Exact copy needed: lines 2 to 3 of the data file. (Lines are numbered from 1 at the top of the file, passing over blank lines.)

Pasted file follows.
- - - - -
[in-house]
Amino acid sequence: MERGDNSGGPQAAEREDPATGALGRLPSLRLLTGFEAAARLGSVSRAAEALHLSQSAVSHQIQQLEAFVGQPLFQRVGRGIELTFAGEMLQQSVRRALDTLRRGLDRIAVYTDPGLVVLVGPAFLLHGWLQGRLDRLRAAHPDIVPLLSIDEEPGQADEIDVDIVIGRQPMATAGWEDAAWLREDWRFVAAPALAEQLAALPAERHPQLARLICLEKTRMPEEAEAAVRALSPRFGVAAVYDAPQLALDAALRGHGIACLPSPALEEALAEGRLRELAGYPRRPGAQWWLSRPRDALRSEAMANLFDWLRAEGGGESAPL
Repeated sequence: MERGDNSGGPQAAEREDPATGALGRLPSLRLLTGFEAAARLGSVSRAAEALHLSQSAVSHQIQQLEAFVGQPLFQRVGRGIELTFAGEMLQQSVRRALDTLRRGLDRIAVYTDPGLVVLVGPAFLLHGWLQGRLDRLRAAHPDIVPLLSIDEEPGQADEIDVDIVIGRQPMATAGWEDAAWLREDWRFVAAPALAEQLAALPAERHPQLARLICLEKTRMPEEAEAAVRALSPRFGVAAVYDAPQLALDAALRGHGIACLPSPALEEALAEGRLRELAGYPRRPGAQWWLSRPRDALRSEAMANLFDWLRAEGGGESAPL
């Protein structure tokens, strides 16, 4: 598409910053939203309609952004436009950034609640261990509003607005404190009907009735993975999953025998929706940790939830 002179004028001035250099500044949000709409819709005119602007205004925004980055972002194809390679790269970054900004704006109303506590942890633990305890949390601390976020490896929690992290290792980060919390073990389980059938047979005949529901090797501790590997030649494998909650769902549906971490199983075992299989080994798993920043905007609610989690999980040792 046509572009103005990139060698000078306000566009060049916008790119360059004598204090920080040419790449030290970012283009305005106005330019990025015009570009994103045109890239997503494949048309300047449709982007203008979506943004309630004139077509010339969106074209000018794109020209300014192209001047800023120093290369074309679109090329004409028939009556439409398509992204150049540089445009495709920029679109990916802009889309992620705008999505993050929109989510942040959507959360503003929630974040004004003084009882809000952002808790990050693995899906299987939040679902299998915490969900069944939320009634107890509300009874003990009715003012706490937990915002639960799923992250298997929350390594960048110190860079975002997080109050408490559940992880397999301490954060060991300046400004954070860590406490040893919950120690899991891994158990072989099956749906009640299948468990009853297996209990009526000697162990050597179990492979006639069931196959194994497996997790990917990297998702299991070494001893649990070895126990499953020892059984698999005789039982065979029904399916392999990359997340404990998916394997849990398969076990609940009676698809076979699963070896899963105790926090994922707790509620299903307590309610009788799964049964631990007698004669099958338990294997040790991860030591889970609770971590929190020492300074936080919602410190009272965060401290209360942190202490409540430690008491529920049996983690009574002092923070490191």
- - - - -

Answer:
Amino acid sequence: MERGDNSGGPQAAEREDPATGALGRLPSLRLLTGFEAAARLGSVSRAAEALHLSQSAVSHQIQQLEAFVGQPLFQRVGRGIELTFAGEMLQQSVRRALDTLRRGLDRIAVYTDPGLVVLVGPAFLLHGWLQGRLDRLRAAHPDIVPLLSIDEEPGQADEIDVDIVIGRQPMATAGWEDAAWLREDWRFVAAPALAEQLAALPAERHPQLARLICLEKTRMPEEAEAAVRALSPRFGVAAVYDAPQLALDAALRGHGIACLPSPALEEALAEGRLRELAGYPRRPGAQWWLSRPRDALRSEAMANLFDWLRAEGGGESAPL
Repeated sequence: MERGDNSGGPQAAEREDPATGALGRLPSLRLLTGFEAAARLGSVSRAAEALHLSQSAVSHQIQQLEAFVGQPLFQRVGRGIELTFAGEMLQQSVRRALDTLRRGLDRIAVYTDPGLVVLVGPAFLLHGWLQGRLDRLRAAHPDIVPLLSIDEEPGQADEIDVDIVIGRQPMATAGWEDAAWLREDWRFVAAPALAEQLAALPAERHPQLARLICLEKTRMPEEAEAAVRALSPRFGVAAVYDAPQLALDAALRGHGIACLPSPALEEALAEGRLRELAGYPRRPGAQWWLSRPRDALRSEAMANLFDWLRAEGGGESAPL